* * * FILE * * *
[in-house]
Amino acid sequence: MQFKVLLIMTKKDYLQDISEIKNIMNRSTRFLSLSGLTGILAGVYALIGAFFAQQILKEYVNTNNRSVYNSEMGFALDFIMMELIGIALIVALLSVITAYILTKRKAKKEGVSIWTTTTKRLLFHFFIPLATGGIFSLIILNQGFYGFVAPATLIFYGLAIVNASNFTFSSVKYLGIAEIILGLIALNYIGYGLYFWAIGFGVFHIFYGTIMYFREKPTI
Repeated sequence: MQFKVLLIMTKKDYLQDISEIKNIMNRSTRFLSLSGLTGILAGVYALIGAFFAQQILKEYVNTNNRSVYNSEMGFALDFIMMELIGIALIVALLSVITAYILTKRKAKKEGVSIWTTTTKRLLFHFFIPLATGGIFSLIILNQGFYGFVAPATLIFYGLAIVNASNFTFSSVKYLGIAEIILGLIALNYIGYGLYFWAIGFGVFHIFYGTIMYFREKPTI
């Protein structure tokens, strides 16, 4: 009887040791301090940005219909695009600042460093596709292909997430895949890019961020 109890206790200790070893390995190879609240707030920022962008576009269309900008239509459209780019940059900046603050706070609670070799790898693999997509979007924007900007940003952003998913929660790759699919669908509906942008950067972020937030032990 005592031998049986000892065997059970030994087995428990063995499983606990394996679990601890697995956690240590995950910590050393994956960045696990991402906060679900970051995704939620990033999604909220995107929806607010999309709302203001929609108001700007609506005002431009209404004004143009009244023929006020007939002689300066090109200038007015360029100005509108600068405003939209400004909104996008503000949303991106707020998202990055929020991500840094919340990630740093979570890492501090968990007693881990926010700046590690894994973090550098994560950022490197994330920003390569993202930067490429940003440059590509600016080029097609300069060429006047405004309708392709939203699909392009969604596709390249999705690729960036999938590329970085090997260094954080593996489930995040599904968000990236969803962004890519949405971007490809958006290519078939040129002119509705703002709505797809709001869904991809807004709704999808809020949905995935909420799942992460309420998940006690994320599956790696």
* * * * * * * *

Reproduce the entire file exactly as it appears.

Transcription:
[in-house]
Amino acid sequence: MQFKVLLIMTKKDYLQDISEIKNIMNRSTRFLSLSGLTGILAGVYALIGAFFAQQILKEYVNTNNRSVYNSEMGFALDFIMMELIGIALIVALLSVITAYILTKRKAKKEGVSIWTTTTKRLLFHFFIPLATGGIFSLIILNQGFYGFVAPATLIFYGLAIVNASNFTFSSVKYLGIAEIILGLIALNYIGYGLYFWAIGFGVFHIFYGTIMYFREKPTI
Repeated sequence: MQFKVLLIMTKKDYLQDISEIKNIMNRSTRFLSLSGLTGILAGVYALIGAFFAQQILKEYVNTNNRSVYNSEMGFALDFIMMELIGIALIVALLSVITAYILTKRKAKKEGVSIWTTTTKRLLFHFFIPLATGGIFSLIILNQGFYGFVAPATLIFYGLAIVNASNFTFSSVKYLGIAEIILGLIALNYIGYGLYFWAIGFGVFHIFYGTIMYFREKPTI
């Protein structure tokens, strides 16, 4: 009887040791301090940005219909695009600042460093596709292909997430895949890019961020 109890206790200790070893390995190879609240707030920022962008576009269309900008239509459209780019940059900046603050706070609670070799790898693999997509979007924007900007940003952003998913929660790759699919669908509906942008950067972020937030032990 005592031998049986000892065997059970030994087995428990063995499983606990394996679990601890697995956690240590995950910590050393994956960045696990991402906060679900970051995704939620990033999604909220995107929806607010999309709302203001929609108001700007609506005002431009209404004004143009009244023929006020007939002689300066090109200038007015360029100005509108600068405003939209400004909104996008503000949303991106707020998202990055929020991500840094919340990630740093979570890492501090968990007693881990926010700046590690894994973090550098994560950022490197994330920003390569993202930067490429940003440059590509600016080029097609300069060429006047405004309708392709939203699909392009969604596709390249999705690729960036999938590329970085090997260094954080593996489930995040599904968000990236969803962004890519949405971007490809958006290519078939040129002119509705703002709505797809709001869904991809807004709704999808809020949905995935909420799942992460309420998940006690994320599956790696």